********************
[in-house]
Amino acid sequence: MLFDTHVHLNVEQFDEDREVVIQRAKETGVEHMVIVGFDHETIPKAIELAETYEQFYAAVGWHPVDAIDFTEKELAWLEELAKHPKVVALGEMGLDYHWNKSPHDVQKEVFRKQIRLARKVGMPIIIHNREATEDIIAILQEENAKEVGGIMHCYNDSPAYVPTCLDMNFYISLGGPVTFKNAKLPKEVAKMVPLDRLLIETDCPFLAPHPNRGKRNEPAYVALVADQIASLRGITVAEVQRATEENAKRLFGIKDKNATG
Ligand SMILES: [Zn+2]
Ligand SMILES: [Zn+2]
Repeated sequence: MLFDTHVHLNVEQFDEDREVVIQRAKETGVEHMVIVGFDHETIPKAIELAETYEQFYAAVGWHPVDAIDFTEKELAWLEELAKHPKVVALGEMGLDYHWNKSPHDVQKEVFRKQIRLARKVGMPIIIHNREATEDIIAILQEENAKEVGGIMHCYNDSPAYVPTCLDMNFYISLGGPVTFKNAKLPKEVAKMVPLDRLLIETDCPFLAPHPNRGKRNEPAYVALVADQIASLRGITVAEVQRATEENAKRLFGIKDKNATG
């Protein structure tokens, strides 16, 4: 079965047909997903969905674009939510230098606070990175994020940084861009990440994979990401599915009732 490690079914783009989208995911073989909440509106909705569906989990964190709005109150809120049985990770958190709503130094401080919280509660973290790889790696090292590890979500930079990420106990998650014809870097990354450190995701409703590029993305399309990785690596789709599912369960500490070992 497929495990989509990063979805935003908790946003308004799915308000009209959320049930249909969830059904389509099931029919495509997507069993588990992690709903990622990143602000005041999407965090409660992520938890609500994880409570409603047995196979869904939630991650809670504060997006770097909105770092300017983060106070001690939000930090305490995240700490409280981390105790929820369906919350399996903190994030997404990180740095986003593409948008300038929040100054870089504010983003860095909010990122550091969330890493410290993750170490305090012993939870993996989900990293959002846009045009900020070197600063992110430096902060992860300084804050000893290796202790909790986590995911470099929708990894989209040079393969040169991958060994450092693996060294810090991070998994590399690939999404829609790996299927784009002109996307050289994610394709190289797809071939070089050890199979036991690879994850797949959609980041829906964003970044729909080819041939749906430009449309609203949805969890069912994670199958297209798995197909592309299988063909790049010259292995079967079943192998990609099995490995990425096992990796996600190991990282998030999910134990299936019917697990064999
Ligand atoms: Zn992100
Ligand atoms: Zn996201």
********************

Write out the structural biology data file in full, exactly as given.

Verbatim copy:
[in-house]
Amino acid sequence: MLFDTHVHLNVEQFDEDREVVIQRAKETGVEHMVIVGFDHETIPKAIELAETYEQFYAAVGWHPVDAIDFTEKELAWLEELAKHPKVVALGEMGLDYHWNKSPHDVQKEVFRKQIRLARKVGMPIIIHNREATEDIIAILQEENAKEVGGIMHCYNDSPAYVPTCLDMNFYISLGGPVTFKNAKLPKEVAKMVPLDRLLIETDCPFLAPHPNRGKRNEPAYVALVADQIASLRGITVAEVQRATEENAKRLFGIKDKNATG
Ligand SMILES: [Zn+2]
Ligand SMILES: [Zn+2]
Repeated sequence: MLFDTHVHLNVEQFDEDREVVIQRAKETGVEHMVIVGFDHETIPKAIELAETYEQFYAAVGWHPVDAIDFTEKELAWLEELAKHPKVVALGEMGLDYHWNKSPHDVQKEVFRKQIRLARKVGMPIIIHNREATEDIIAILQEENAKEVGGIMHCYNDSPAYVPTCLDMNFYISLGGPVTFKNAKLPKEVAKMVPLDRLLIETDCPFLAPHPNRGKRNEPAYVALVADQIASLRGITVAEVQRATEENAKRLFGIKDKNATG
């Protein structure tokens, strides 16, 4: 079965047909997903969905674009939510230098606070990175994020940084861009990440994979990401599915009732 490690079914783009989208995911073989909440509106909705569906989990964190709005109150809120049985990770958190709503130094401080919280509660973290790889790696090292590890979500930079990420106990998650014809870097990354450190995701409703590029993305399309990785690596789709599912369960500490070992 497929495990989509990063979805935003908790946003308004799915308000009209959320049930249909969830059904389509099931029919495509997507069993588990992690709903990622990143602000005041999407965090409660992520938890609500994880409570409603047995196979869904939630991650809670504060997006770097909105770092300017983060106070001690939000930090305490995240700490409280981390105790929820369906919350399996903190994030997404990180740095986003593409948008300038929040100054870089504010983003860095909010990122550091969330890493410290993750170490305090012993939870993996989900990293959002846009045009900020070197600063992110430096902060992860300084804050000893290796202790909790986590995911470099929708990894989209040079393969040169991958060994450092693996060294810090991070998994590399690939999404829609790996299927784009002109996307050289994610394709190289797809071939070089050890199979036991690879994850797949959609980041829906964003970044729909080819041939749906430009449309609203949805969890069912994670199958297209798995197909592309299988063909790049010259292995079967079943192998990609099995490995990425096992990796996600190991990282998030999910134990299936019917697990064999
Ligand atoms: Zn992100
Ligand atoms: Zn996201």